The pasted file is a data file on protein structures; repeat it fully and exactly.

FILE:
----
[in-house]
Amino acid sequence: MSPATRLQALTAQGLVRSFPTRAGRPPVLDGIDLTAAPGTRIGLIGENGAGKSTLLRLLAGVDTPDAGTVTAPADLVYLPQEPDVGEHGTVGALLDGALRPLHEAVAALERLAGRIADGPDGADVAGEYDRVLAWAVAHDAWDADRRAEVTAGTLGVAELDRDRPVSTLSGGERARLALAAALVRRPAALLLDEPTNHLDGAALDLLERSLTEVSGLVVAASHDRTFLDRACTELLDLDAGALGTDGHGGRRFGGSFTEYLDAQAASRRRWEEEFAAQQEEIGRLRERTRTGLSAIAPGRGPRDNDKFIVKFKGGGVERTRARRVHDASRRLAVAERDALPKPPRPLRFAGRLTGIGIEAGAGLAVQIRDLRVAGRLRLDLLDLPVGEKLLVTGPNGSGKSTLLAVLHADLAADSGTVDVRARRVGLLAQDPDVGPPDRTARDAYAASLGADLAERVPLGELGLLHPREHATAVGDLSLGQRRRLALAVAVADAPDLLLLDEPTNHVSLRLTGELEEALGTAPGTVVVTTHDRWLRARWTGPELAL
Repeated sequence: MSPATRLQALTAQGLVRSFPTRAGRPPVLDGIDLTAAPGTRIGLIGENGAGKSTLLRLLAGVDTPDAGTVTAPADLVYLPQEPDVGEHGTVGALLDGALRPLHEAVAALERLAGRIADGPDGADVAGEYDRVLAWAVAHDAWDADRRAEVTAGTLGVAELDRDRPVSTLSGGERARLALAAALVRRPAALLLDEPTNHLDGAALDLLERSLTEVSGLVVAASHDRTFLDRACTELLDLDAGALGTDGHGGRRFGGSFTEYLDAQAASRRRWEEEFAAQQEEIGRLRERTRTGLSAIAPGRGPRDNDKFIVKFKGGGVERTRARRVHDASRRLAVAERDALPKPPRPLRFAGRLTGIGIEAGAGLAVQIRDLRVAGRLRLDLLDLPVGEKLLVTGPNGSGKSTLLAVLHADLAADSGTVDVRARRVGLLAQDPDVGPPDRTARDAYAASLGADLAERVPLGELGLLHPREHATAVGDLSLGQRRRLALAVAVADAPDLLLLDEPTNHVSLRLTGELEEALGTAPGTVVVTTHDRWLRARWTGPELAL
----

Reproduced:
[in-house]
Amino acid sequence: MSPATRLQALTAQGLVRSFPTRAGRPPVLDGIDLTAAPGTRIGLIGENGAGKSTLLRLLAGVDTPDAGTVTAPADLVYLPQEPDVGEHGTVGALLDGALRPLHEAVAALERLAGRIADGPDGADVAGEYDRVLAWAVAHDAWDADRRAEVTAGTLGVAELDRDRPVSTLSGGERARLALAAALVRRPAALLLDEPTNHLDGAALDLLERSLTEVSGLVVAASHDRTFLDRACTELLDLDAGALGTDGHGGRRFGGSFTEYLDAQAASRRRWEEEFAAQQEEIGRLRERTRTGLSAIAPGRGPRDNDKFIVKFKGGGVERTRARRVHDASRRLAVAERDALPKPPRPLRFAGRLTGIGIEAGAGLAVQIRDLRVAGRLRLDLLDLPVGEKLLVTGPNGSGKSTLLAVLHADLAADSGTVDVRARRVGLLAQDPDVGPPDRTARDAYAASLGADLAERVPLGELGLLHPREHATAVGDLSLGQRRRLALAVAVADAPDLLLLDEPTNHVSLRLTGELEEALGTAPGTVVVTTHDRWLRARWTGPELAL
Repeated sequence: MSPATRLQALTAQGLVRSFPTRAGRPPVLDGIDLTAAPGTRIGLIGENGAGKSTLLRLLAGVDTPDAGTVTAPADLVYLPQEPDVGEHGTVGALLDGALRPLHEAVAALERLAGRIADGPDGADVAGEYDRVLAWAVAHDAWDADRRAEVTAGTLGVAELDRDRPVSTLSGGERARLALAAALVRRPAALLLDEPTNHLDGAALDLLERSLTEVSGLVVAASHDRTFLDRACTELLDLDAGALGTDGHGGRRFGGSFTEYLDAQAASRRRWEEEFAAQQEEIGRLRERTRTGLSAIAPGRGPRDNDKFIVKFKGGGVERTRARRVHDASRRLAVAERDALPKPPRPLRFAGRLTGIGIEAGAGLAVQIRDLRVAGRLRLDLLDLPVGEKLLVTGPNGSGKSTLLAVLHADLAADSGTVDVRARRVGLLAQDPDVGPPDRTARDAYAASLGADLAERVPLGELGLLHPREHATAVGDLSLGQRRRLALAVAVADAPDLLLLDEPTNHVSLRLTGELEEALGTAPGTVVVTTHDRWLRARWTGPELAL